May 19, 2009

GDT – Geometric Dimensioning and Tolerancing – An Overview

GDT Example

What Is GDT?

GDT is a symbolic language. It is used to specify the size, shape, form, orientation, and location of features on a part. And its defined by ASME Y14.5 standard. Features toleranced with GDT reflect the actual relationship between mating parts. Drawings with properly applied geometric tolerancing provide the best opportunity for uniform interpretation and cost-effective assembly. GDT was created to insure the proper assembly of mating parts, to improve quality, and to reduce cost. GDT is a design tool. Before designers can properly apply geometric tolerancing, they must carefully consider the fit and function of each feature of every part. GDT, in effect, serves as a checklist to remind the designers to consider all aspects of each feature. Properly applied geometric tolerancing insures that every part will assemble every time. Geometric tolerancing allows the designers to specify the maximum available tolerance and, consequently, design the most economical parts. GDT communicates design intent. This tolerancing scheme identifies all applicable datums, which are reference surfaces, and the features being controlled to these datums. A properly toleranced drawing is not only a picture that communicates the size and shape of the part, but it also tells a story that explains the tolerance relationships between features.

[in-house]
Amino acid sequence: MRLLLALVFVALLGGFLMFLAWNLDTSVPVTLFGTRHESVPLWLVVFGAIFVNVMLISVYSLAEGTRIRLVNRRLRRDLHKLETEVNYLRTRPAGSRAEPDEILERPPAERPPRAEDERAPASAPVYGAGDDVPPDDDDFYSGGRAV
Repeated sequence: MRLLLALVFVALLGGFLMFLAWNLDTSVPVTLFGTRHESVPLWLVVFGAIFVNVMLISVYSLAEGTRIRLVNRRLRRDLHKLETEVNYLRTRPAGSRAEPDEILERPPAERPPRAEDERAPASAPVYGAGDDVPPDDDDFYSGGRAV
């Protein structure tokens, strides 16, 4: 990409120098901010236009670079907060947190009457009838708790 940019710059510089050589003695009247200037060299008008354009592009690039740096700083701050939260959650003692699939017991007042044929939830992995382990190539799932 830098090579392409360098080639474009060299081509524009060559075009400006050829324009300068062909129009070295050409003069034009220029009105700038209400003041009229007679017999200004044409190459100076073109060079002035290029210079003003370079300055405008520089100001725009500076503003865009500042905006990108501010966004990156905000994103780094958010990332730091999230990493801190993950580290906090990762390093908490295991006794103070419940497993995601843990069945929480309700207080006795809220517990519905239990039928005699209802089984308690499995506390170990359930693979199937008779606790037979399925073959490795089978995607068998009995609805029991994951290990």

When GDT Is Used?

Many designers ask under what circumstances they should use GDT. Because GDT was designed to position size features, the simplest answer is, locate all size features with GDT controls. Designers should tolerance parts with GDT when Drawing delineation and interpretation need to be the same

  • Features are critical to function or interchangeability
  • It is important to stop scrapping perfectly good parts
  • It is important to reduce drawing changes
  • Automated equipment is used
  • Functional gaging is required
  • It is important to increase productivity
  • Companies want across-the-board savings

Browse Other GD&T Articles In MEADinfo

Labels: ,